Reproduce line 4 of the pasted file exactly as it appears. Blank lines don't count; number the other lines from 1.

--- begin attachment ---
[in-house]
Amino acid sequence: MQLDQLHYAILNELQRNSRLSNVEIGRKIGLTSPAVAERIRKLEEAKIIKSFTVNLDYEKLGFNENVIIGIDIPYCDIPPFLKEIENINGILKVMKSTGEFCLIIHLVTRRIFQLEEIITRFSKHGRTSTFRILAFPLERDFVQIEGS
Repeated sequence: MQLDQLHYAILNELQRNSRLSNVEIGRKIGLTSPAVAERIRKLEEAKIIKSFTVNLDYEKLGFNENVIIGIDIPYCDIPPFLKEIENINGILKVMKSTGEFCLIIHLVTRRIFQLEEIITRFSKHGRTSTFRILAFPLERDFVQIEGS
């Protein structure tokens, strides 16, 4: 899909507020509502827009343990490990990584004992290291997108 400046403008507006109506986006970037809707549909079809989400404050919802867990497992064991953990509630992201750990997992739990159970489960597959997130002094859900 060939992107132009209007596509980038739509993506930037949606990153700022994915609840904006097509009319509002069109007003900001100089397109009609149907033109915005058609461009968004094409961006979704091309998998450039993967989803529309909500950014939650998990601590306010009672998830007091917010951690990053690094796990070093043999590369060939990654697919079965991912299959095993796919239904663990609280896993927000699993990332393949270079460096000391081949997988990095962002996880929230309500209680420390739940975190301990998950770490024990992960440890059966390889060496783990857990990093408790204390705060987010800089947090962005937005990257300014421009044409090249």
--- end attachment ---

């Protein structure tokens, strides 16, 4: 899909507020509502827009343990490990990584004992290291997108 400046403008507006109506986006970037809707549909079809989400404050919802867990497992064991953990509630992201750990997992739990159970489960597959997130002094859900 060939992107132009209007596509980038739509993506930037949606990153700022994915609840904006097509009319509002069109007003900001100089397109009609149907033109915005058609461009968004094409961006979704091309998998450039993967989803529309909500950014939650998990601590306010009672998830007091917010951690990053690094796990070093043999590369060939990654697919079965991912299959095993796919239904663990609280896993927000699993990332393949270079460096000391081949997988990095962002996880929230309500209680420390739940975190301990998950770490024990992960440890059966390889060496783990857990990093408790204390705060987010800089947090962005937005990257300014421009044409090249």